Remember When TVs Looked Like This?

Remember When TVs Looked Like This?

The aesthetic appeal of personal electronics has long fueled consumer interest. A new industrial design book celebrates devices that broke the mold.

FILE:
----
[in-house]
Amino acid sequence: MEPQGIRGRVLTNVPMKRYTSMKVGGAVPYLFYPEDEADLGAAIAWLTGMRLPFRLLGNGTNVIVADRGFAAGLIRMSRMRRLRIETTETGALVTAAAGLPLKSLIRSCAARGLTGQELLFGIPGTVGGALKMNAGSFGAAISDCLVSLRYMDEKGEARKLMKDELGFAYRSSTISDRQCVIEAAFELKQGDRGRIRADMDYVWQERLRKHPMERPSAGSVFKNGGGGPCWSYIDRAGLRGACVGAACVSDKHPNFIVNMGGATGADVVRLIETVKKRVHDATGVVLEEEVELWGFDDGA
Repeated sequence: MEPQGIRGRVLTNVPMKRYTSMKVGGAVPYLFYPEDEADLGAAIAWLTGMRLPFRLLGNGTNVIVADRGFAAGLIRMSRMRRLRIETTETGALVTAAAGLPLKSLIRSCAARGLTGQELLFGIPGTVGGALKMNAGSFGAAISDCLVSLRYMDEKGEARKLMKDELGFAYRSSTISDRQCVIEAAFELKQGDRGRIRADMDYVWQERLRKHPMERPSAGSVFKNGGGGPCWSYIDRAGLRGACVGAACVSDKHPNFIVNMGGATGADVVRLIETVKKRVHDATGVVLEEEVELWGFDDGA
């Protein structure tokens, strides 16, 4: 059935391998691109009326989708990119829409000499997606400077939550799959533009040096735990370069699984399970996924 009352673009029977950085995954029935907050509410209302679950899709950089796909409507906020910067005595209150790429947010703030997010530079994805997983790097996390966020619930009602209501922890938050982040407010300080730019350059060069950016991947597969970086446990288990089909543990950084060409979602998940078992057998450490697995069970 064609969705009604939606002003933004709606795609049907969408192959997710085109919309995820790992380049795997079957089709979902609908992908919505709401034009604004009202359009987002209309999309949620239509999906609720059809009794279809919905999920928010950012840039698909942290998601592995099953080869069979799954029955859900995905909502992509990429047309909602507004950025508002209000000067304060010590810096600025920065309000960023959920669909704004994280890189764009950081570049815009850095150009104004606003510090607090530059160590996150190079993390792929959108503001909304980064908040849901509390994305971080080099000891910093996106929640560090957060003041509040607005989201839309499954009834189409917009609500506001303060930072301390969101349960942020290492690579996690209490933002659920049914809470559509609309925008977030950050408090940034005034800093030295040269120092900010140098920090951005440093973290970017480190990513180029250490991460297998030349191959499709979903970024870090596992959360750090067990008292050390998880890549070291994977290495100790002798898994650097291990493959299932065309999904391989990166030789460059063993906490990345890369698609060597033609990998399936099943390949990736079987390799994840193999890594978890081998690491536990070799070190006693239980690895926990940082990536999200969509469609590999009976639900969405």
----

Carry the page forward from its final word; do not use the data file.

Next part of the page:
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As electronics became increasingly integrated into the modern household, the design of devices became more important than before. These items were celebrated for their appearance, as plastic, sometimes brightly colored, became a standard material. Philanthropist George R. Kravis II collected modern consumer products throughout his career as a radio broadcasting executive. He has since expanded his trove into an extensive selection of industrial design, the highlights of which are presented in 100 Designs for a Modern World (Skira Rizzoli). Introduced by historian Penny Sparke, the book provides a visual timeline of many of the most significant—and delightful—unions of technology and design from the past century. 

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